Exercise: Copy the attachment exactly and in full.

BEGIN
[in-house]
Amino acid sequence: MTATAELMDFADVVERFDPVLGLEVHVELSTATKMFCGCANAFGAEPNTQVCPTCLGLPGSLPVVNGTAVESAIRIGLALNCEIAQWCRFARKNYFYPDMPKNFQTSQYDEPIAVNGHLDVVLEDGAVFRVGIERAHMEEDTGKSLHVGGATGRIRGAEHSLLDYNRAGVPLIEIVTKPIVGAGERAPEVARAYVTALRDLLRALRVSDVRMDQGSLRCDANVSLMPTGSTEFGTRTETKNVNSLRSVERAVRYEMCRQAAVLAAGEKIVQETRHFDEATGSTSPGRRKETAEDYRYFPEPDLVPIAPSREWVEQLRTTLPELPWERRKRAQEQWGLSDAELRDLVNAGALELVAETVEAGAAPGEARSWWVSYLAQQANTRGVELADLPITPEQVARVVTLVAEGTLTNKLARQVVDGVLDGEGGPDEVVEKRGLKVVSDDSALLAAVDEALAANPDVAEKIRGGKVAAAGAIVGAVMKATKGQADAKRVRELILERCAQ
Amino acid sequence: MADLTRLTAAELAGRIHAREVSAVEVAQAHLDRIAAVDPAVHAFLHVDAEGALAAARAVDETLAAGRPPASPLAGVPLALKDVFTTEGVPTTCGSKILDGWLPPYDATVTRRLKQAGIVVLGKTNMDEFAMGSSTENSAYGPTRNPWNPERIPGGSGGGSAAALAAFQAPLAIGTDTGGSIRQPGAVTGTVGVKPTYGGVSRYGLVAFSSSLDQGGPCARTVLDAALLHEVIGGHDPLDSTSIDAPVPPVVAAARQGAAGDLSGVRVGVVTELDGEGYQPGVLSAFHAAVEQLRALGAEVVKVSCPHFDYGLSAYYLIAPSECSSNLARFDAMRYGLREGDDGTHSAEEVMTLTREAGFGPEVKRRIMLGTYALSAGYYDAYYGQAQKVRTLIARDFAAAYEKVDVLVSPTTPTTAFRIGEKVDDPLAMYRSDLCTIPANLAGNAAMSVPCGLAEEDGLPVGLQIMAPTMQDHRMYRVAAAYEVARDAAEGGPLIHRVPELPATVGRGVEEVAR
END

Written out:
[in-house]
Amino acid sequence: MTATAELMDFADVVERFDPVLGLEVHVELSTATKMFCGCANAFGAEPNTQVCPTCLGLPGSLPVVNGTAVESAIRIGLALNCEIAQWCRFARKNYFYPDMPKNFQTSQYDEPIAVNGHLDVVLEDGAVFRVGIERAHMEEDTGKSLHVGGATGRIRGAEHSLLDYNRAGVPLIEIVTKPIVGAGERAPEVARAYVTALRDLLRALRVSDVRMDQGSLRCDANVSLMPTGSTEFGTRTETKNVNSLRSVERAVRYEMCRQAAVLAAGEKIVQETRHFDEATGSTSPGRRKETAEDYRYFPEPDLVPIAPSREWVEQLRTTLPELPWERRKRAQEQWGLSDAELRDLVNAGALELVAETVEAGAAPGEARSWWVSYLAQQANTRGVELADLPITPEQVARVVTLVAEGTLTNKLARQVVDGVLDGEGGPDEVVEKRGLKVVSDDSALLAAVDEALAANPDVAEKIRGGKVAAAGAIVGAVMKATKGQADAKRVRELILERCAQ
Amino acid sequence: MADLTRLTAAELAGRIHAREVSAVEVAQAHLDRIAAVDPAVHAFLHVDAEGALAAARAVDETLAAGRPPASPLAGVPLALKDVFTTEGVPTTCGSKILDGWLPPYDATVTRRLKQAGIVVLGKTNMDEFAMGSSTENSAYGPTRNPWNPERIPGGSGGGSAAALAAFQAPLAIGTDTGGSIRQPGAVTGTVGVKPTYGGVSRYGLVAFSSSLDQGGPCARTVLDAALLHEVIGGHDPLDSTSIDAPVPPVVAAARQGAAGDLSGVRVGVVTELDGEGYQPGVLSAFHAAVEQLRALGAEVVKVSCPHFDYGLSAYYLIAPSECSSNLARFDAMRYGLREGDDGTHSAEEVMTLTREAGFGPEVKRRIMLGTYALSAGYYDAYYGQAQKVRTLIARDFAAAYEKVDVLVSPTTPTTAFRIGEKVDDPLAMYRSDLCTIPANLAGNAAMSVPCGLAEEDGLPVGLQIMAPTMQDHRMYRVAAAYEVARDAAEGGPLIHRVPELPATVGRGVEEVAR